Brent Spence, United States Congressman, was born in Newport,
Kentucky, on December 24, 1874, the son of Philip and Virginia
(Berry) Spence. He received a law degree from the University
of Cincinnati in 1894 and was admitted to the bar the same year.
Active in local and state politics, Spence served in the Kentucky
State Senate from 1904 to 1908. In 1930 he was elected on the
Democratic ticket to the United States House of Representatives
from the 6th District, serving from March 4, 1931, until January
3, 1963, when failing health forced him to retire. At that time
Spence was one of the oldest members to serve in the House.
Spence was chairman of the powerful House Banking and Currency
Committee from 1943-1964, except for four years when Republicans
Spence was a strong supporter of the
New Deal and the Fair Deal and voted for legislation such as the
Agricultural Adjustment Act, the National Industrial Recovery
Act, the Social Security Act, and authorization of the Reconstruction
Finance Corporation. In 1944 he was selected to attend the Bretton
Woods conference, which established the International Monetary
Fund and the International Bank for Reconstruction and Development.
Spence sponsored and successfully led the fight that established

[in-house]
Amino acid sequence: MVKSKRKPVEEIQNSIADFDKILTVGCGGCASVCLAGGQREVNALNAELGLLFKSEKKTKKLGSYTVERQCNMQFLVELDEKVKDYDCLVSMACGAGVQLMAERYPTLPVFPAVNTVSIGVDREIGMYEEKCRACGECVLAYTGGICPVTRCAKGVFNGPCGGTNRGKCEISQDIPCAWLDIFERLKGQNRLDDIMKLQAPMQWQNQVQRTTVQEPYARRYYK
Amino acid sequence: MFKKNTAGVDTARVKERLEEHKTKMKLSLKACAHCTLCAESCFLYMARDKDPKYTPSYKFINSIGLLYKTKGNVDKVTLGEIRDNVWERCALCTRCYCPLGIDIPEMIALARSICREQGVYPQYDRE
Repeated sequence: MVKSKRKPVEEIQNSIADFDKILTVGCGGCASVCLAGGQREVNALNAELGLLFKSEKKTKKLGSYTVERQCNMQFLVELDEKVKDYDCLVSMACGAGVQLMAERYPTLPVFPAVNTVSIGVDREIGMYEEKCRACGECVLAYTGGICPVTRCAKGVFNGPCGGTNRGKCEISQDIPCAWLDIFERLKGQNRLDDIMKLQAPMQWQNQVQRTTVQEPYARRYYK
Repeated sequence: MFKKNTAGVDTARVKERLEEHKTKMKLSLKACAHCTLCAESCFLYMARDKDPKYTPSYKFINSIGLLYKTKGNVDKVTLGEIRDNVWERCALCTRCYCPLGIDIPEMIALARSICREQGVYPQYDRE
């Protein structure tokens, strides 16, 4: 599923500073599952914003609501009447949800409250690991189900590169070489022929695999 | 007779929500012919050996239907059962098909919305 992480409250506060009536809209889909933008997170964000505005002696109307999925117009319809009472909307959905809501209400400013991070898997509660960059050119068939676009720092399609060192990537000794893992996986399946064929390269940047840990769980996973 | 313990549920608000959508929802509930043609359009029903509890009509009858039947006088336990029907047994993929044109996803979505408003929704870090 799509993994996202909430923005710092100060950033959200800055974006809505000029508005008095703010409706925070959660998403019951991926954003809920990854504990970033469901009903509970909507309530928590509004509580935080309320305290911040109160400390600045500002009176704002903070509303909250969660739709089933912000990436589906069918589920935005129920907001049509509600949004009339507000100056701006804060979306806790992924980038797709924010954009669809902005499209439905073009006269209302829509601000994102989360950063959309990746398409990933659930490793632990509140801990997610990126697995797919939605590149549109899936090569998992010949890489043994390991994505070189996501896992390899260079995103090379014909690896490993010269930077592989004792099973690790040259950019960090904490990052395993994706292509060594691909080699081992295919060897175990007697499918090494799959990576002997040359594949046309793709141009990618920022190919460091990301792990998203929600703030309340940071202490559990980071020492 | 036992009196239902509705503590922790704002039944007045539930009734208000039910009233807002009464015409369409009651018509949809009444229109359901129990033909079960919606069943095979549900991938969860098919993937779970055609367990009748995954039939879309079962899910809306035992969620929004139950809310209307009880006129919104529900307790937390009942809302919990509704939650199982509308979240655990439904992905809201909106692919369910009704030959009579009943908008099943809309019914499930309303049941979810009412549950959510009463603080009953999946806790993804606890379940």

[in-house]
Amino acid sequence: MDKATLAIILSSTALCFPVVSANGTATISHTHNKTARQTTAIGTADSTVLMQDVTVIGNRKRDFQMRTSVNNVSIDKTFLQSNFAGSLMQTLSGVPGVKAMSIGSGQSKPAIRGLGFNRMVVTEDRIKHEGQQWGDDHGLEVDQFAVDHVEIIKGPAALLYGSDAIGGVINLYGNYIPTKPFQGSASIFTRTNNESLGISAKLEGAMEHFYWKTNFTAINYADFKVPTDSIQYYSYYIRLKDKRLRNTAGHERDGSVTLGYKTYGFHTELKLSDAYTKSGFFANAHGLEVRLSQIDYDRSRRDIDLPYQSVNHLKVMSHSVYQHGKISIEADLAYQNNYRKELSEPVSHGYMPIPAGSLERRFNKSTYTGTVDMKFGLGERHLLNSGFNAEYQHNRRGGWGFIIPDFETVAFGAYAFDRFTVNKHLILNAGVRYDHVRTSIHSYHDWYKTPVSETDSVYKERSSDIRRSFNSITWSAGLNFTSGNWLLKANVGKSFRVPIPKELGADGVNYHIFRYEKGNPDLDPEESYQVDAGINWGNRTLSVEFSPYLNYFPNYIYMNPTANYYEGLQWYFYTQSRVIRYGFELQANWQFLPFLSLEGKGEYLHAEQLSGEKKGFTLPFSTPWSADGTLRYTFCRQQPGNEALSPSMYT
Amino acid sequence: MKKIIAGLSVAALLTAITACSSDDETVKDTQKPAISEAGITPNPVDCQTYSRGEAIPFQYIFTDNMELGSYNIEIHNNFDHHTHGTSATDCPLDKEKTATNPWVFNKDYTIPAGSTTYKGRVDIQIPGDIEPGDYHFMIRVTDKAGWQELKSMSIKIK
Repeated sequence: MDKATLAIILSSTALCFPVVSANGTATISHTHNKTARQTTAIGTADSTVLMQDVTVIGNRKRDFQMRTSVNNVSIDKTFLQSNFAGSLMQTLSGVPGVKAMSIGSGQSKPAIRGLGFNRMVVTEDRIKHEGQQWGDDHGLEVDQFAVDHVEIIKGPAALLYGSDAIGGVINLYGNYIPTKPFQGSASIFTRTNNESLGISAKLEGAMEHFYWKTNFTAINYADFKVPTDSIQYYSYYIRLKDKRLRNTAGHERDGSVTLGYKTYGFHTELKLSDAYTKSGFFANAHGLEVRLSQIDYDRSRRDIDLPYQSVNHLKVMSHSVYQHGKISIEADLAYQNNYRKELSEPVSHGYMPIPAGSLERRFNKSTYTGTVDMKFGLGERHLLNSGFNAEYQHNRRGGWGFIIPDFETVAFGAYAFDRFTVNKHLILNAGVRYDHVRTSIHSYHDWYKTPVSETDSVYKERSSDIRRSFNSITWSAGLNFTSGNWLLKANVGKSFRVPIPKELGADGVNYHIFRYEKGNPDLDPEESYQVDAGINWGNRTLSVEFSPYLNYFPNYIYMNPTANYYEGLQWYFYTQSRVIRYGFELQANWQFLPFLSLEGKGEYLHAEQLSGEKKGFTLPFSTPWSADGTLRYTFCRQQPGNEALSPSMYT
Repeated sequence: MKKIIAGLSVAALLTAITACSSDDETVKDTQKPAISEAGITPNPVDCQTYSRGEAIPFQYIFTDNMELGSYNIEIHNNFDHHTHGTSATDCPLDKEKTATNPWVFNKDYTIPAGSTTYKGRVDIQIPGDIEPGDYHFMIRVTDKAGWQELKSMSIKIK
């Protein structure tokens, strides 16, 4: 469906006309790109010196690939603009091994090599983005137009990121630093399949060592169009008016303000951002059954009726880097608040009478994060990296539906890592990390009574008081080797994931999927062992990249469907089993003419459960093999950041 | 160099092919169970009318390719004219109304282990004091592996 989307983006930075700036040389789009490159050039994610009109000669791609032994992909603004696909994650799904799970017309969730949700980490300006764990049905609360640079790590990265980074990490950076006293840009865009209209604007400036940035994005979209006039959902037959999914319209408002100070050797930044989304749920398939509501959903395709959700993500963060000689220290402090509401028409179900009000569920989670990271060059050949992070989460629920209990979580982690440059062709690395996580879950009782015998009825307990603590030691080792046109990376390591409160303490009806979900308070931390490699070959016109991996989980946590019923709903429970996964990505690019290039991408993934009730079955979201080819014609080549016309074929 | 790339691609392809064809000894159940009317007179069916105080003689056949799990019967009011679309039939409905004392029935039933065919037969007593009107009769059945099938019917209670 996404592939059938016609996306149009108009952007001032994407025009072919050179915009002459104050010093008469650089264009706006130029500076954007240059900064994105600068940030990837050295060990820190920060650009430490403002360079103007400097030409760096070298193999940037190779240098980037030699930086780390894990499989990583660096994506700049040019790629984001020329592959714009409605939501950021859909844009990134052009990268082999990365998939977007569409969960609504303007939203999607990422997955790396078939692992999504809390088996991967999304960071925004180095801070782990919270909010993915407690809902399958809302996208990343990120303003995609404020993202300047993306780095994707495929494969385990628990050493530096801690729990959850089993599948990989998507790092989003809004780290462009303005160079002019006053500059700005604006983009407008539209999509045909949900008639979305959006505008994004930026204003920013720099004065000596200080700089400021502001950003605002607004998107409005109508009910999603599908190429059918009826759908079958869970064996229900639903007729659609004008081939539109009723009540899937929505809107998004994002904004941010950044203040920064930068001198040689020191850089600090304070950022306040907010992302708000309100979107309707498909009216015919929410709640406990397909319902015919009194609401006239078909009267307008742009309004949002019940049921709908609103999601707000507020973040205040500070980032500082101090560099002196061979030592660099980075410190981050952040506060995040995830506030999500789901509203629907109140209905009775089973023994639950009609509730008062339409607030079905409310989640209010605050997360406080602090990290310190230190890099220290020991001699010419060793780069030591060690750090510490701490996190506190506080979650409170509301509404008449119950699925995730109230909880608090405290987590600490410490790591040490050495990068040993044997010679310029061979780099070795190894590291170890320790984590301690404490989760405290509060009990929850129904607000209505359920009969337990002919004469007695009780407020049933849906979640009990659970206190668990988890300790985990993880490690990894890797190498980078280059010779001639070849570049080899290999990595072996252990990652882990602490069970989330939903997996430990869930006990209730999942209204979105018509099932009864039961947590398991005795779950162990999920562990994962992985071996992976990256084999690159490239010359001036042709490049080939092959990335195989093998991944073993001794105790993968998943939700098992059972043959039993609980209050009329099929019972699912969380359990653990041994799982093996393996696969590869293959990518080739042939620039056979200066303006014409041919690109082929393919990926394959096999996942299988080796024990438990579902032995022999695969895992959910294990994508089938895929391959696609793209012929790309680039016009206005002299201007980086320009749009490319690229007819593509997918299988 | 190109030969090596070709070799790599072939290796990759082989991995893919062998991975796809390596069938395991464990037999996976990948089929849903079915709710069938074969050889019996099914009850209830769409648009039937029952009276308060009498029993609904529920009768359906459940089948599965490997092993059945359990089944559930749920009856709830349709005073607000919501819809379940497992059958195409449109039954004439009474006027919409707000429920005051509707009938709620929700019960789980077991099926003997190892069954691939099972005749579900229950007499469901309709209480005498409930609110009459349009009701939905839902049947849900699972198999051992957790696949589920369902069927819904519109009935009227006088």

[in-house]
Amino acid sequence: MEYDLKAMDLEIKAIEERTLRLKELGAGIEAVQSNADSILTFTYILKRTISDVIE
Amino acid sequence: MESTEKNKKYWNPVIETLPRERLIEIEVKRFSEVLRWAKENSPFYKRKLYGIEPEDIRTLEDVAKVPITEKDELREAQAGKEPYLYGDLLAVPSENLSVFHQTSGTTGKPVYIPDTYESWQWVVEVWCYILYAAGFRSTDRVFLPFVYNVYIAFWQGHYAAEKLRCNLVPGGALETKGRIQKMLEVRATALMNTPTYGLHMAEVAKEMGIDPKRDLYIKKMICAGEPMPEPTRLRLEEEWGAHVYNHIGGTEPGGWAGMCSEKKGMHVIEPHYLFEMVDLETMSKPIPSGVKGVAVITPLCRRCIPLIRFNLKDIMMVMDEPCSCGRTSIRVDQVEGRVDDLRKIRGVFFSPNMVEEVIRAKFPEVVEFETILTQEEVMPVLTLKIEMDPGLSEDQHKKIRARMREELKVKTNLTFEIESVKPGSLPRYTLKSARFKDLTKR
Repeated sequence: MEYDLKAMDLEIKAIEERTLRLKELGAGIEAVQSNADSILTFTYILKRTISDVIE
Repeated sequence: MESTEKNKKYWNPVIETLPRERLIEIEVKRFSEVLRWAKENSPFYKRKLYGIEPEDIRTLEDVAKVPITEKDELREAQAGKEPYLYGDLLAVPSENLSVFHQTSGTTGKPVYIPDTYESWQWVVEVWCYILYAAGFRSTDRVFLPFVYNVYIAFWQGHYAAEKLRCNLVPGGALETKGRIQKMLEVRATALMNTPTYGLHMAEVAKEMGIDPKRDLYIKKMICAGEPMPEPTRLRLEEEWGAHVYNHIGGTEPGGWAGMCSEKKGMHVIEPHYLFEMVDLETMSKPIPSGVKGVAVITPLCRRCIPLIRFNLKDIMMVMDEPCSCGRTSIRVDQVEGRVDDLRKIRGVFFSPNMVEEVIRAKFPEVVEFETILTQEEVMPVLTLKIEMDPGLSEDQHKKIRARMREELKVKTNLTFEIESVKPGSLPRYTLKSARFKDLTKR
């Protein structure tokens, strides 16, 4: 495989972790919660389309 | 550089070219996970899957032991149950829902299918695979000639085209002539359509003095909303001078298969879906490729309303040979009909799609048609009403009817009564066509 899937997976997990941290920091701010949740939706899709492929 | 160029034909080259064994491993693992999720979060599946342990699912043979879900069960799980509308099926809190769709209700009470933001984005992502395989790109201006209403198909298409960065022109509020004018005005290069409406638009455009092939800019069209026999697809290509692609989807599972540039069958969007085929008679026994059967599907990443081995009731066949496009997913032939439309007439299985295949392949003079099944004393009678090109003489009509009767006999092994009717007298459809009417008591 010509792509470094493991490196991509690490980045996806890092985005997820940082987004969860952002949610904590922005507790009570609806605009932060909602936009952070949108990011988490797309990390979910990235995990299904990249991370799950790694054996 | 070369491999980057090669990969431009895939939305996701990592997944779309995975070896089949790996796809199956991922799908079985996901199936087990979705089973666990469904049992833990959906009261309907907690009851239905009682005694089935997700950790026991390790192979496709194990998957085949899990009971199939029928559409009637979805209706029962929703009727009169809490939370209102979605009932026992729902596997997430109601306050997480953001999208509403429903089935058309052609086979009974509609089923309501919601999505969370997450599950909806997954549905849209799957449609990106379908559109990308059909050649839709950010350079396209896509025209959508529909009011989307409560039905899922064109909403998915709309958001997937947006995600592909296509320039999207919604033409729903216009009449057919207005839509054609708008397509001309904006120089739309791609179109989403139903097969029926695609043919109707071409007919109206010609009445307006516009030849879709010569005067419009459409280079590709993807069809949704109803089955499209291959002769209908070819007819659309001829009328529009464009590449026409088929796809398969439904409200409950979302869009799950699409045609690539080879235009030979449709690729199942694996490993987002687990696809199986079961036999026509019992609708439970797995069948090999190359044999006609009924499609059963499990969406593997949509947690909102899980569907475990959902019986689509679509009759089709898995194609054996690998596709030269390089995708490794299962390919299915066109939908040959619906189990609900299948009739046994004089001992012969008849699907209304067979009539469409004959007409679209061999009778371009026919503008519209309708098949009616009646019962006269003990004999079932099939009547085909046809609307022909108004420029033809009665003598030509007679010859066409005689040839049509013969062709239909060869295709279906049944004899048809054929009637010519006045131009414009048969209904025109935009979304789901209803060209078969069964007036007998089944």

the Bretton Woods proposals. Although suffering from poor hearing
and eyesight, he provided strong but impartial leadership on the
Banking and Currency Committee. A former banker, Spence sponsored
legislation that charted the Export-Import Federal Deposit Insurance
Act, which doubled insured savings from $5,000 to $10,000.
Spence married Ida Bitterman
on September 6, 1919. After leaving Congress, he lived in Fort
Thomas until his death on September 18, 1967, and was buried in
the Evergreen Cemetery at Southgate, Kentucky.
Brent Spence Bridge
The Brent Spence Bridge opened in
1963 as the Ohio River crossing for I-75, the first of four
bridges in the Cincinnati area built as part of the Interstate
Highway System. The bridge is a typical example of the cantilever
truss design, with a main span of 830.5 ft. and two approach
spans each measuring 453ft. It was originally built with 6 lanes
divided between two 3 lane decks, however the emergency shoulders
were eliminated in 1986 and the decks rebuilt with 4 lanes each.
Traffic has overwhelmed the bridge for decades and planning
is currently underway for its replacement, which will be built
sometime after 2010, and is estimated to cost as much as $500
Originally a tunnel was proposed
for the river crossing in this spot, as part of the expressway
network that Cincinnati designed in 1947 and planned to build
with state and local funds before the Federal Interstate Highway
Act was passed in 1956. Had the tunnel been built it would likely
have been no more than 4 total lanes divided between 2 tubes
and the expressway itself would have been built to crude pre-interstate
standards. Had it later been designated as interstate 71/75
it would have become quickly overloaded in a similar fashion
to Boston's I-93. Had it not been designated an interstate,
the tunnel and its primitive expressway would have become a
pre-interstate relic in the Cincinnati road network like the
Western Hills Viaduct or Columbia Parkway and the city's interstate
layout would surely be quite different in the downtown area.